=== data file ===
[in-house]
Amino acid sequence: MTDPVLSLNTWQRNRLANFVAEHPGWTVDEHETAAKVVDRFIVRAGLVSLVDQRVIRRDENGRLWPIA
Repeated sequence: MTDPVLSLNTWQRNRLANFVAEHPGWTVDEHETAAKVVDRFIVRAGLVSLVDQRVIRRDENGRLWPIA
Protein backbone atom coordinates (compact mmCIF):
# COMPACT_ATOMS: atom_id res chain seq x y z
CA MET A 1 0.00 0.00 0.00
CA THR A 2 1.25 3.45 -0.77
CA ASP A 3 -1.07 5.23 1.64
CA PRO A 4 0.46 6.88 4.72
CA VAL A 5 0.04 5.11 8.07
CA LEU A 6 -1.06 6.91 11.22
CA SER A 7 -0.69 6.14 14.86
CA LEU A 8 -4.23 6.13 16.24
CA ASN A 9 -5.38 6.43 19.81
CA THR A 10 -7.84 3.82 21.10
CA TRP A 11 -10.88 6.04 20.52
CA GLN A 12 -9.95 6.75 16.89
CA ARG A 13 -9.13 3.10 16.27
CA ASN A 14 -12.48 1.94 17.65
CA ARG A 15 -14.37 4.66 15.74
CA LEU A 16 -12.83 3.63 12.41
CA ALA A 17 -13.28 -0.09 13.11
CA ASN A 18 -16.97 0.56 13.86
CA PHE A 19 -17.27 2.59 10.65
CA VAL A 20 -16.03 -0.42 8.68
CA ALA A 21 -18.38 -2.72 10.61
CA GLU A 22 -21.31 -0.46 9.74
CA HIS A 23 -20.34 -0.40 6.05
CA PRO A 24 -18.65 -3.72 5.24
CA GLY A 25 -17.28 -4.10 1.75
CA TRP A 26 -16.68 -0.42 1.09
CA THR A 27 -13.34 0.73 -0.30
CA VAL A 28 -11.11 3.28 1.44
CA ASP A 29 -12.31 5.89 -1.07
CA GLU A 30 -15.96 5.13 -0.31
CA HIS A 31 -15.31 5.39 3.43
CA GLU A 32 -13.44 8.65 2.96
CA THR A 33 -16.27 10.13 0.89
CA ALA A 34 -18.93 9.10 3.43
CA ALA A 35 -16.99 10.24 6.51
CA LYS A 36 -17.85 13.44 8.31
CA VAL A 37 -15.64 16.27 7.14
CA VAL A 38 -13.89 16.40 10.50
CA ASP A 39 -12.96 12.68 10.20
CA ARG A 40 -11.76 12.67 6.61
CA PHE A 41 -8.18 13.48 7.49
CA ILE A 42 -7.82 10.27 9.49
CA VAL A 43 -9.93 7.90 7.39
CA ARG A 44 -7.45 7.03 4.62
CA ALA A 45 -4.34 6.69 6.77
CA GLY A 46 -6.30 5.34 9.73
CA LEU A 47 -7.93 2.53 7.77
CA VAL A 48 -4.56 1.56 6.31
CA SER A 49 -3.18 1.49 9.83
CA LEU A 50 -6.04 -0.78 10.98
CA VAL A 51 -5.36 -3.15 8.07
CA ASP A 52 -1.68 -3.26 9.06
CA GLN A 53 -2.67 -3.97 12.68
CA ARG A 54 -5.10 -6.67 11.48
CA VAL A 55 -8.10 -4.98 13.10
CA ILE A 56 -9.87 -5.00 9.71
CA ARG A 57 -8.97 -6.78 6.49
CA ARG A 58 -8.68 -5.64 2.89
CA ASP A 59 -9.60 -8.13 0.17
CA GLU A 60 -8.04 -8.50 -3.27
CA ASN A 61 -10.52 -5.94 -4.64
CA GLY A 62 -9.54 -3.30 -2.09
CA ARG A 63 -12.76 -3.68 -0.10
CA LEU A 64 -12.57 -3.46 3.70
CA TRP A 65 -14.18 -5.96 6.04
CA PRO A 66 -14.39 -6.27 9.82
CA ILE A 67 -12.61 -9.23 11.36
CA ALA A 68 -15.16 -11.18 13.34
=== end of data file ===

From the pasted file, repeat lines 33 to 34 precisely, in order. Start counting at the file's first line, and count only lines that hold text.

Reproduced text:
CA VAL A 28 -11.11 3.28 1.44
CA ASP A 29 -12.31 5.89 -1.07